IT security threats for next year will be introducing new players while bringing back some old ones (with a few new twists). The 2015 threat landscape — It’s complicated.
Here are the biggest IT security threats that I anticipate for 2015
1: More Insider Breaches
Insider threats date back to the beginning of the industrial revolution, when french employees secretly opposed automated technologies and made unauthorized changes to the Jacquard loom. Jacquard employees soon developed a deep resentment and feared that they would be replaced by this new automated contraption. With their livelihood in jeopardy, they repeatedly sabotaged the new technology in order to discourage their employer from implementing it.
Though insider threats can mean many things to many different people, everyone agrees that insider threats put businesses at risk. Whether the threat comes from a negligent or malicious insider, or the insider has been compromised by an outside attacker – all insider threats emanate from the same pot. The weakest link in the IT security chain is human.
According to the PwC Network [top 2014 offenders of insider crimes]:
- 35% are current employees
- 30% were former employees
- 18% are current service providers, consultants, or contractors
- 15% were current service providers, consultants, or contractors
- 13% are suppliers and business partners
- 11% are customers
An Insider Threat Study from the Software Engineering Institute , regarding incidents of illicit insider activity in the banking and finance sector, found financial gain motivated the perpetrators in 81 percent of the cases. Revenge was the motivator in 23 percent of the cases, and 27 percent of the perpetrators were experiencing financial difficulties at the time they committed the acts.
When organisations overlook the threats residing inside their ecosystems, the effects can be devastating. Yet many companies do not have an insider-threat program in place, and are therefore not prepared to prevent, detect, and respond to internal threats. —PwC
2: Social Engineering Attacks Will Increase
Social engineering is the process of deceiving someone electronically, in person, or over the phone with the sole intention of breaching some level of security within the company. First, they identify the target. Then they create the dossier, and perform reconnaissance with the same tools that ethical hackers, pentesters, and governments use — Open Source Intelligence (OSINT) tools.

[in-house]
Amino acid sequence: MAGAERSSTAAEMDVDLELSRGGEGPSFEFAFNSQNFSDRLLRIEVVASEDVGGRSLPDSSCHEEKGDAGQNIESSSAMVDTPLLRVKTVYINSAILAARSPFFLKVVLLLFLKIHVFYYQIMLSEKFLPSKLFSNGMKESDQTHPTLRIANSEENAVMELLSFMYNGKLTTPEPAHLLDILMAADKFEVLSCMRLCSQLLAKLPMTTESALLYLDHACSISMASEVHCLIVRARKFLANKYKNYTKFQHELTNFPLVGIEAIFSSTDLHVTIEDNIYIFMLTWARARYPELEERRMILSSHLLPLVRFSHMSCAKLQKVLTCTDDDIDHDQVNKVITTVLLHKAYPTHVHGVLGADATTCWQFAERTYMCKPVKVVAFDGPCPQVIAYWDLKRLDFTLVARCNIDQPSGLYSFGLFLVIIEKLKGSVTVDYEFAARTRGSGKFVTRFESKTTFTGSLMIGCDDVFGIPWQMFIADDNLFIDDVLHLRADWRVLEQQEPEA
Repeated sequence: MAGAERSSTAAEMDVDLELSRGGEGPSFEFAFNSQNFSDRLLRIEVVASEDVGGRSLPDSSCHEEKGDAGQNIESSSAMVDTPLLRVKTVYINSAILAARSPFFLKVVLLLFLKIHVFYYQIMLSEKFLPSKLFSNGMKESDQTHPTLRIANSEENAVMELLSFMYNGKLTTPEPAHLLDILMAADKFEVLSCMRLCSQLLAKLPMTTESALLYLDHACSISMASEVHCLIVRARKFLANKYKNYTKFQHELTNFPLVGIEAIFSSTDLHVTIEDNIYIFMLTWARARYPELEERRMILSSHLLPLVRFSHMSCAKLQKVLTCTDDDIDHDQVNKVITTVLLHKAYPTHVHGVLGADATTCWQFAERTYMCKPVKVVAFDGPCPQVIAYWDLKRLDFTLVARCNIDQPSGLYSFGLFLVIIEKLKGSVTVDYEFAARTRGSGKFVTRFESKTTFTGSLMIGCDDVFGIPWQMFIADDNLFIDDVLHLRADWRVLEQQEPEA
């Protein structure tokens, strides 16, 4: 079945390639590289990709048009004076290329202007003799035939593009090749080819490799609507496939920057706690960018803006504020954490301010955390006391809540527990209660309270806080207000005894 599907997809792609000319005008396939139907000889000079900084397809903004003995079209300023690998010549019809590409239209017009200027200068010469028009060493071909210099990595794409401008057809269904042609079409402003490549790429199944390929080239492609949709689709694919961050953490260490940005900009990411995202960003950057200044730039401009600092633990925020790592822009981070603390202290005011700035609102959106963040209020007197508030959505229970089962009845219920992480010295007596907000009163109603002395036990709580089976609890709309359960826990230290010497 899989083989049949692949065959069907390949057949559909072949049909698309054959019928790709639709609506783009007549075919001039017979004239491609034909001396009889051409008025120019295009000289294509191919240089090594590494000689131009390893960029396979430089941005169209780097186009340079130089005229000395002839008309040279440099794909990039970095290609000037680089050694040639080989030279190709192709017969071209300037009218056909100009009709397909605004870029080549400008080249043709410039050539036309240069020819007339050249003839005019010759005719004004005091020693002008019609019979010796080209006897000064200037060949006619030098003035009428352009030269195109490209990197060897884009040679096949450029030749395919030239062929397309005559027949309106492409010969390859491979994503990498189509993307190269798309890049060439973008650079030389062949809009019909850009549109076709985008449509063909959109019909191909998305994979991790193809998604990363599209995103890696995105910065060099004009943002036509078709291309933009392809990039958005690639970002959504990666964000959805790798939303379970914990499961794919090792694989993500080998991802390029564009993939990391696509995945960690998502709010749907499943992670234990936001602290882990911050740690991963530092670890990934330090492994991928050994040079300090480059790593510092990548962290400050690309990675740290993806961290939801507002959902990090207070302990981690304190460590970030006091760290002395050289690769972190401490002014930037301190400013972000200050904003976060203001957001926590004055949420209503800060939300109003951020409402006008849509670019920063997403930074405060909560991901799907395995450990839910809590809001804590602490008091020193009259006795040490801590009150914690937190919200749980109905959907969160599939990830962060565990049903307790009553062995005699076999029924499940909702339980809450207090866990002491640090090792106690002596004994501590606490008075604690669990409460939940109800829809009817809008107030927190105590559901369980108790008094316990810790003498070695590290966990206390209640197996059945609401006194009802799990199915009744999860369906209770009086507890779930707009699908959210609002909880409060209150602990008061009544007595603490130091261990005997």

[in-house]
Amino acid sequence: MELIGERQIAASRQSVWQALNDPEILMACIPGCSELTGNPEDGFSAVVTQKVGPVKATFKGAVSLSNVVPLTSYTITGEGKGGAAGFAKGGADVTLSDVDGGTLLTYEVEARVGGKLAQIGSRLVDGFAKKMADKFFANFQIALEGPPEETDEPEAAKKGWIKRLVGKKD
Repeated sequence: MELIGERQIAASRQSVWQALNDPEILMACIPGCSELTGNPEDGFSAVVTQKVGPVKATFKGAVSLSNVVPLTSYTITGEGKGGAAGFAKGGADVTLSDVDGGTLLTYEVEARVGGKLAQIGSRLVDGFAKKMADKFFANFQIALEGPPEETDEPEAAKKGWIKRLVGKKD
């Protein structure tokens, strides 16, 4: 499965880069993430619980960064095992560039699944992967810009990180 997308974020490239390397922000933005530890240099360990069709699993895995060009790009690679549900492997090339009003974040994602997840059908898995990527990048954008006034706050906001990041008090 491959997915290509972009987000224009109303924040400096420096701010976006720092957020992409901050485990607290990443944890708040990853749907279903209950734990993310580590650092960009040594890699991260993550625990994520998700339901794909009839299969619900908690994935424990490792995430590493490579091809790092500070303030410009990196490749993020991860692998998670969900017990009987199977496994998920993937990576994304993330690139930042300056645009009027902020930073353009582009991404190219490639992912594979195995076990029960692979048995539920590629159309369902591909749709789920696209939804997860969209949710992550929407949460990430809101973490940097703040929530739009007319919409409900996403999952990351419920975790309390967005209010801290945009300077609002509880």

The social engineering attack cycle includes four phases:
- Phase 1: Footprinting-information gathering period
- Phase 2: Establishing trust – development of the relationship
- Phase 3: Psychological manipulation – exploitation of the relationship
- Phase 4: The exit – removing any links to real-life identity
In phase 1 the attacker gathers the information via OSINT (and other methods), in order to study (know) his victim beforehand, and carefully plan an illusion of trust (tailored to the victim). With the dossier in hand (phase 2), an attacker attempts to form a relationship with an individual at the targeted organization. After the relationship is established and the attacker gains the individuals trust (phase 3) — social engineering techniques are utilized and he either exploits the victim and gains entrance to the organization or the attacker moves to the next individual to accomplish his goals.
On-site attacks that are especially effective are those that involve the attacker presenting himself at a facility, while referencing a worker who is unavailable. — Shane MacDougall, Tactical Intelligence Inc.
Combining social engineering techniques with the weakest link in the IT security chain — the human, puts all organizations at greater risk.
3: Healthcare Data Will Become A Top Target
Websense observed a 600 percent increase in attacks on hospitals during a ten month period (from October 2013-August 2014). The primary motive behind these attacks were financial in nature. Since IT budgets are generally bottom-of-the-barrel as compared to other industries, data security has never been a top priority for many healthcare organizations.